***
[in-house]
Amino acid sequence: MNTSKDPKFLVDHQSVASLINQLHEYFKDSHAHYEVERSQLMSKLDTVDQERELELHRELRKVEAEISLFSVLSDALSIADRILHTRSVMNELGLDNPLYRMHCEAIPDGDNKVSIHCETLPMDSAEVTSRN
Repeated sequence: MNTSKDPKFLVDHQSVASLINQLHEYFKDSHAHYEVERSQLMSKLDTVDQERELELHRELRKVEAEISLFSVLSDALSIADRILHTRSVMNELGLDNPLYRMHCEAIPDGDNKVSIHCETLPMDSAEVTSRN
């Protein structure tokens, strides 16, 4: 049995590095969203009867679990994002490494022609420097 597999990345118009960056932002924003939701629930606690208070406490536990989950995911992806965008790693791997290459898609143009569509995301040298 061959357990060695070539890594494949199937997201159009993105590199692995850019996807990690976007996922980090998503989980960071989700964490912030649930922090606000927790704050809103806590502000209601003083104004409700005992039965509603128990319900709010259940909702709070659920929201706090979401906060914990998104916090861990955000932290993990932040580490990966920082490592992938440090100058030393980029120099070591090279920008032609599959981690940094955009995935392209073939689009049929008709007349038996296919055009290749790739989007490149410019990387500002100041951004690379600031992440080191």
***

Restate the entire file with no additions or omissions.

[in-house]
Amino acid sequence: MNTSKDPKFLVDHQSVASLINQLHEYFKDSHAHYEVERSQLMSKLDTVDQERELELHRELRKVEAEISLFSVLSDALSIADRILHTRSVMNELGLDNPLYRMHCEAIPDGDNKVSIHCETLPMDSAEVTSRN
Repeated sequence: MNTSKDPKFLVDHQSVASLINQLHEYFKDSHAHYEVERSQLMSKLDTVDQERELELHRELRKVEAEISLFSVLSDALSIADRILHTRSVMNELGLDNPLYRMHCEAIPDGDNKVSIHCETLPMDSAEVTSRN
């Protein structure tokens, strides 16, 4: 049995590095969203009867679990994002490494022609420097 597999990345118009960056932002924003939701629930606690208070406490536990989950995911992806965008790693791997290459898609143009569509995301040298 061959357990060695070539890594494949199937997201159009993105590199692995850019996807990690976007996922980090998503989980960071989700964490912030649930922090606000927790704050809103806590502000209601003083104004409700005992039965509603128990319900709010259940909702709070659920929201706090979401906060914990998104916090861990955000932290993990932040580490990966920082490592992938440090100058030393980029120099070591090279920008032609599959981690940094955009995935392209073939689009049929008709007349038996296919055009290749790739989007490149410019990387500002100041951004690379600031992440080191």